In the end, the polls truly were off base: Donald Trump lost California by even more than expected.
Not since FDR trounced Alf Landon in 1936 has a GOP presidential candidate run worse here than Trump. He’s on track to collect less than one-third of California’s vote and, like Landon, managed the difficult feat of losing former Republican bastion Orange County.
All this is small solace, of course, to the plurality of Americans who handed Democrat Hillary Clinton a popular-vote victory, now expected at two million votes, while watching Trump capture the White House with a 306-232 Electoral College triumph, built on flipping three Rust Belt states into his column by a total of about 100,000 ballots.
Nonetheless, the Golden State’s overwhelming rejection of his hateful rhetoric, and us-versus-them politics, sets the stage for a formidable political challenge to the, gulp, president-elect: four years of bitter conflict with the deep blue nation-state of California.
As anti-Trump protests persist in streets and schools up and down the West Coast, and organizers roll out a pipe-dream “Calexit” secession plan, the state’s top elected officials have vowed to preserve and protect endangered people and progressive policies.
In a defiant day-after statement, Assembly Speaker Anthony Rendon and Senate President Kevin de León pledged to “lead the resistance to any effort that would shred our social fabric or our Constitution.”
“Today, we woke up feeling like strangers in a foreign land,” said Sacramento’s top legislative leaders, Latino Democrats in an increasingly Democratic and Latino state. “We will not be dragged back into the past.”
As a policy matter, Trump’s collision course with California will manifest in at least three key areas:
Immigration. Dramatic change in immigration policy was the centerpiece of the 45th president’s campaign: a huge wall on the Mexican border; the deportation of 11 million immigrants living in the U.S. illegally; a reversal of President Obama’s executive orders on the issue.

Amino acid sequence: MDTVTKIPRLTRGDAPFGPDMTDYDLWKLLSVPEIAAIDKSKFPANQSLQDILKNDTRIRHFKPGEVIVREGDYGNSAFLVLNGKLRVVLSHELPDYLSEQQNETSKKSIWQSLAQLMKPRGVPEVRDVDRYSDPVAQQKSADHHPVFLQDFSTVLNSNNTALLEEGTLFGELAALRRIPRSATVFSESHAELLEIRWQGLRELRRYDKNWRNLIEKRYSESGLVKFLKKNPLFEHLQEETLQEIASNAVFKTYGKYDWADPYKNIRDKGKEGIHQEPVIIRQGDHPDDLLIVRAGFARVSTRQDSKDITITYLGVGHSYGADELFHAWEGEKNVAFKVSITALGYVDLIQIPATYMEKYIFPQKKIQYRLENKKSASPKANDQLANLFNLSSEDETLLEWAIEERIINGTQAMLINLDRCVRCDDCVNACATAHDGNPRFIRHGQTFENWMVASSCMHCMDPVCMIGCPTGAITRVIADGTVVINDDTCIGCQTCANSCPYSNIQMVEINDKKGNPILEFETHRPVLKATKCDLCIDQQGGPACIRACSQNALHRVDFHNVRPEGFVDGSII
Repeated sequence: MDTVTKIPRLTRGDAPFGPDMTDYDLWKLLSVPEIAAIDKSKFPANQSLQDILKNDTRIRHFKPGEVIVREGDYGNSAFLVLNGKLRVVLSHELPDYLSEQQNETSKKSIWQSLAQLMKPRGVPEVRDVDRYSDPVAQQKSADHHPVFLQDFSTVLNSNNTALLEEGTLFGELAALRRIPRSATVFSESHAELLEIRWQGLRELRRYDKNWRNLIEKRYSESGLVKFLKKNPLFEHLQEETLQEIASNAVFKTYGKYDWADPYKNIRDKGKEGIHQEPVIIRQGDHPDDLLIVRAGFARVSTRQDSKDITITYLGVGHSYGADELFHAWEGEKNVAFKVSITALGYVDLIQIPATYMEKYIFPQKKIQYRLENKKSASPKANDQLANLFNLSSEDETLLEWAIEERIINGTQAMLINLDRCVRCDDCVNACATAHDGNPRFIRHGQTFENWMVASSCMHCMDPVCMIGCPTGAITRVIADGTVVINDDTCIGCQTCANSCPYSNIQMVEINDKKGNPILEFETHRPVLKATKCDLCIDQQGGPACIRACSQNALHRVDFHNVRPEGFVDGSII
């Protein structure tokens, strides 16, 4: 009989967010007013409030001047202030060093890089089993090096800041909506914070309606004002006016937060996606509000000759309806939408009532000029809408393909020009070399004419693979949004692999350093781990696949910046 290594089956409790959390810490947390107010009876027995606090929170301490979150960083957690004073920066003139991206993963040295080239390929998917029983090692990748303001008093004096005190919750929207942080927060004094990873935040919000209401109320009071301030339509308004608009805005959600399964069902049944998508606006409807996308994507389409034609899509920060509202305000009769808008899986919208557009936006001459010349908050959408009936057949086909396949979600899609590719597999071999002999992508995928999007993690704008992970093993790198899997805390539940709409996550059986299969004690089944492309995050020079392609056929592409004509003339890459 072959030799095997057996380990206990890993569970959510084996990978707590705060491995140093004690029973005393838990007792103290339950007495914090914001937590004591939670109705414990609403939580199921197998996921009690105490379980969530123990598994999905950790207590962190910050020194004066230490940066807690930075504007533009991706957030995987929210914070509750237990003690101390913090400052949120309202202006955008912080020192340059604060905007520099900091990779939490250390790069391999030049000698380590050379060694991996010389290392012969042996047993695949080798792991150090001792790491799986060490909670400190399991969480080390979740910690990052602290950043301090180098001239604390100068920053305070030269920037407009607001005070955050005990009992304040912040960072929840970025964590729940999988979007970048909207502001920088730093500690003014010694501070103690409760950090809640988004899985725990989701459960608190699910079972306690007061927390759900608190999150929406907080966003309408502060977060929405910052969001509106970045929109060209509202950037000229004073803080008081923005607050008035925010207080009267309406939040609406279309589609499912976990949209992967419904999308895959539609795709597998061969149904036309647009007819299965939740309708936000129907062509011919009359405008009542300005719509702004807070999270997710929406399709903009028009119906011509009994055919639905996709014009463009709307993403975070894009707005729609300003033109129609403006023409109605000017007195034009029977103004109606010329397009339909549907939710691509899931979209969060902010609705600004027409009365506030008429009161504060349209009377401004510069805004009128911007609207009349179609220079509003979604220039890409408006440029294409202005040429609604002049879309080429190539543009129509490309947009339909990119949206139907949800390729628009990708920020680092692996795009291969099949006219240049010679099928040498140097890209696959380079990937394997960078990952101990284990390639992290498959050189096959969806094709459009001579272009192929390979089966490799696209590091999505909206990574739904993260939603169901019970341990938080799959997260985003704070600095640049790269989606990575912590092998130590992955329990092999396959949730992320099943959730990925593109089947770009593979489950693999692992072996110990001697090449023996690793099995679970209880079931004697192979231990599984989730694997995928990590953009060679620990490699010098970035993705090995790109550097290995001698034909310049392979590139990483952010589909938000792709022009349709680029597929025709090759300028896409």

Trump’s infamous wall likely will remain a fantasy because cost-cutting congressional Republicans won’t countenance its massive price tag. Far easier is a swift overturn of Obama’s DREAM Act–inspired order, which established the Deferred Action for Childhood Arrivals (DACA) program. Among other things, it’s allowed several hundred thousand people brought as children by parents who entered illegally, to live legally in California. He also may move to cut funding to state “sanctuary cities” that do not comply with federal immigration guidelines. And he’s enlisted to his transition Kansas Secretary of State Kris Kobach, a high-profile, hard-core anti-immigration crusader who’s predicting a 75 percent increase in deportations in 2017.
Portending a bitter battle, California Democrats quickly rallied with immigrants in L.A., where Senator-elect Kamala Harris declared, “We’ve got your back.”
Health care. Covered California is viewed as the nation’s most successful model of the Affordable Care Act. Obamacare has cut the state’s uninsured ranks by half: More than one million consumers buy insurance through a subsidized health-care exchange, and four million poor adults receive new Medicaid benefits. However, it relies on about $20 billion of federal funds, and with Trump sending mixed signals about abolishing Obamacare, the state would face a grim crisis if millions lose insurance.
Environment. The environment represents the widest chasm between Team Trump and California. The state for eight years has worked closely with the White House on green and solar energy, increased use of electric vehicles, tougher efficiency standards, and other fossil-fuel alternatives, all of it now at risk.
Close to home, with no checks and balances on Republican policies in Washington, expect a new push to expand offshore drilling.
The starkest difference comes on climate change, which Trump has called “an expensive hoax.” He has recruited noted climate skeptic Myron Ebell for his transition and made a campaign commitment to pull out of the Paris Agreement — even as Governor Jerry Brown became a global leader on the issue, signing stacks of independent international agreements to slash future carbon emissions by 80 percent.
Post-election, Brown in one moment took a conciliatory tone with Trump; in the next, he promised a battle over “the existential threat of our time — devastating climate change.”
A personal note. Along with both presidential campaigns and virtually every political reporter in the world, I trusted horse-race polls that foresaw a Clinton victory. Beyond that, however, my President Clinton forecast consistently rested on one extraordinary fact: Every pre-election survey (as well as Election Day exit polls) found that two-thirds of all voters said Trump was unfit to be president. Given that, I didn’t believe he could be elected — apologies for a failure of imagination.